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‘Worship: Memento Vivere’ – between life and death

12 January 2022

10 performers from Worship: Memento Vivere dressed in white outfits stand and kneel in front of a blue light and fluorescent cubes.

Featuring avant-garde burlesque, circus, singing, musical acts and performance art, audiences can expect to undergo a corporeal renaissance at Worship: Memento Vivere, says the show’s creator and producer, Essie Foxglove.

In her Festival Sessions interview with Isabella Corbett, she explains her work Worship: Memento Vivere and how a classical Latin imperative is as relevant as ever in 2022.

Isabella Corbett: Welcome to the Festival Sessions, Essie. For Seesaw Mag readers who don’t know you, can you tell us a bit about yourself and your work?

Pictured is Essie Foxglove the creator and producer of Worship: Memento Vivere. Foxglove is a woman in pink, velour dress, long gloves and a balaclava stands in front of a pink gradient backdrop, wearing a sparkling crown.
Essie Foxglove. Photo: Chayla Taylor

Essie Foxglove: I am a burlesque and performance artist and the creator and producer of Worship: Memento Vivere

I have been performing in the burlesque world since 2014 and producing shows and events for around five years. My work has spanned a variety of genres from traditional and neo-burlesque to live and body-based performance art. A general element in all my work is the cathartic exploration of vulnerability through physical and/or symbolic transformations. 

Worship: Memento Vivere was created in 2018 as an alternative performance art show that explores the positives and negatives of worshipping. This is the third iteration of the show that we’ve presented at Fringe World.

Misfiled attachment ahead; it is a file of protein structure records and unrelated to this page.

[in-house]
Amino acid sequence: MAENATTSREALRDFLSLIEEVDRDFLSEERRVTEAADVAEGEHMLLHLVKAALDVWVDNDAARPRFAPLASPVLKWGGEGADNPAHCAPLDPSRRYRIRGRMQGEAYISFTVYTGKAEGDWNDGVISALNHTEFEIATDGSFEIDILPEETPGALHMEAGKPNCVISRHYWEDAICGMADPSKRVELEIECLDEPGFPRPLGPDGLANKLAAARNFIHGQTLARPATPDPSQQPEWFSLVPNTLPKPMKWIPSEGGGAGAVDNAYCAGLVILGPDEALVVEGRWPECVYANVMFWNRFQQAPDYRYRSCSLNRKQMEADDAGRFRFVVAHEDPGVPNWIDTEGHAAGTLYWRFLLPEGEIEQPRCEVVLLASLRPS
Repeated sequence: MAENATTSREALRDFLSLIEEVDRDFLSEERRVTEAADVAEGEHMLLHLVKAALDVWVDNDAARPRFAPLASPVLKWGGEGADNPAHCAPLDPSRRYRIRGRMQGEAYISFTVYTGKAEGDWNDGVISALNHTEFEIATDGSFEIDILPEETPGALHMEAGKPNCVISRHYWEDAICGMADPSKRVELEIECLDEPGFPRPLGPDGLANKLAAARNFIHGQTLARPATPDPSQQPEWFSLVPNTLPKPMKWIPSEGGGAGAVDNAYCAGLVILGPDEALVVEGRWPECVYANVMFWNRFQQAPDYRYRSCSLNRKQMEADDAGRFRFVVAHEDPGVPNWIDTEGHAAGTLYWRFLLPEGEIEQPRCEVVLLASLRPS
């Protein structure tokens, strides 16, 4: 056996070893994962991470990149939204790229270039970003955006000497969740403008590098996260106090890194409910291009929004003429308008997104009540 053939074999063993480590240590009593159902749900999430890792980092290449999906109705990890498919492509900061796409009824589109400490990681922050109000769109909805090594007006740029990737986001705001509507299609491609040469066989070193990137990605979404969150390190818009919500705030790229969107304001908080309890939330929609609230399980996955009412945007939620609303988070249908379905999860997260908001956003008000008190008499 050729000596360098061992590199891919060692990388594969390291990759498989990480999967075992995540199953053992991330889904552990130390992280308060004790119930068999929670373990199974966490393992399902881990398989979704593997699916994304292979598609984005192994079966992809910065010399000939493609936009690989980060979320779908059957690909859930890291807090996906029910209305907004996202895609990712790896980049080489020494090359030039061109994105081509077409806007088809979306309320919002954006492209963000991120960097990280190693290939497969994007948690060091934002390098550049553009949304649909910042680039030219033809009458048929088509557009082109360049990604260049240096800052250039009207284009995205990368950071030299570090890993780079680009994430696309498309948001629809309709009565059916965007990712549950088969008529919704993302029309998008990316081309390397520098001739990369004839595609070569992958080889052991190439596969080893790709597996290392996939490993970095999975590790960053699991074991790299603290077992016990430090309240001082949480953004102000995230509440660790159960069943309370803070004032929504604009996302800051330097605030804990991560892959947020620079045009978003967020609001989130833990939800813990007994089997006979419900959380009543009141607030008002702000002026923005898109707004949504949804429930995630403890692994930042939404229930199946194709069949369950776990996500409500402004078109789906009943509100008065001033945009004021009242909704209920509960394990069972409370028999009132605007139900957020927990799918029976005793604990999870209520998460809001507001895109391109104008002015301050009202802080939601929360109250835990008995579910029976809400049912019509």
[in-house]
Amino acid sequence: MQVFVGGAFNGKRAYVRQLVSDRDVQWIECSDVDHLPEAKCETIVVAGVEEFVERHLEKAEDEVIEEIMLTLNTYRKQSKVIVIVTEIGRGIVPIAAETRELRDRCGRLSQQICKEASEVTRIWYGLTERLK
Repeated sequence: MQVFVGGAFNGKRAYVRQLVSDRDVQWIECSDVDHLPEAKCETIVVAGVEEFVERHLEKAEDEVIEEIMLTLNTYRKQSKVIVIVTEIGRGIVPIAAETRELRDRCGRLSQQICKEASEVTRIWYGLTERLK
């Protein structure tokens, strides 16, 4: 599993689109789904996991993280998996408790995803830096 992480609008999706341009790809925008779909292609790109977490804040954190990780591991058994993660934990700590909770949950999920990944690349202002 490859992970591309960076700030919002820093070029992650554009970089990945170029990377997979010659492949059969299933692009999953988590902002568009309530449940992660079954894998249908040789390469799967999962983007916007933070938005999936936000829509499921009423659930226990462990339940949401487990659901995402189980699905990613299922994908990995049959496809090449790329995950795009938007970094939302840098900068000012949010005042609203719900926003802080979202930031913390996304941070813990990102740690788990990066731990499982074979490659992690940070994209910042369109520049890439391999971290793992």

IC: And tell us more about the 2022 version of Worship: Memento Vivere

EF: The show is a visual feast of conceptual performance art with this iteration paying homage to the Latin imperative, memento vivere: a reminder of life and to embrace the pleasures of living. 

The show features avant-garde burlesque, circus, singing, musical acts and performance art, and our talented cast includes Bobbie Apples, Bobby Knox, Camden Champagne, Ginava, Matthew Pope, Moana Mayatrix, Pippa Lester, Smokey LaBare and me, Essie Foxglove.

Referencing symbolism, mythology and modern rituals of worship, the show will journey through the darker stages of death and afterlife before reaching a communal and enlightening rebirth for both the audience and the cast. Who you enter as at the start of the night won’t be who you leave as at the end!

IC: What inspired you to create and produce this version of Worship?

EF: The idea for this new show began with the desire to push Worship from being a performance art or variety line-up show into a more immersive experience for the audience. I decided this show would have an underlying narrative through various transformative stages and a message that the audience could leave with.

As aforementioned, the title Memento Vivere means “remember to live” — it is the other side of the coin to the more well-known Latin imperative memento mori, meaning “remember that you will die”. Both are used as reminders of your mortality, thus reminders to embrace life. The positive tone of memento vivere helped frame the show’s narrative transitions from the dark reality of death to the surreal and absurd dealings in the afterlife, culminating in a symbolic rebirth.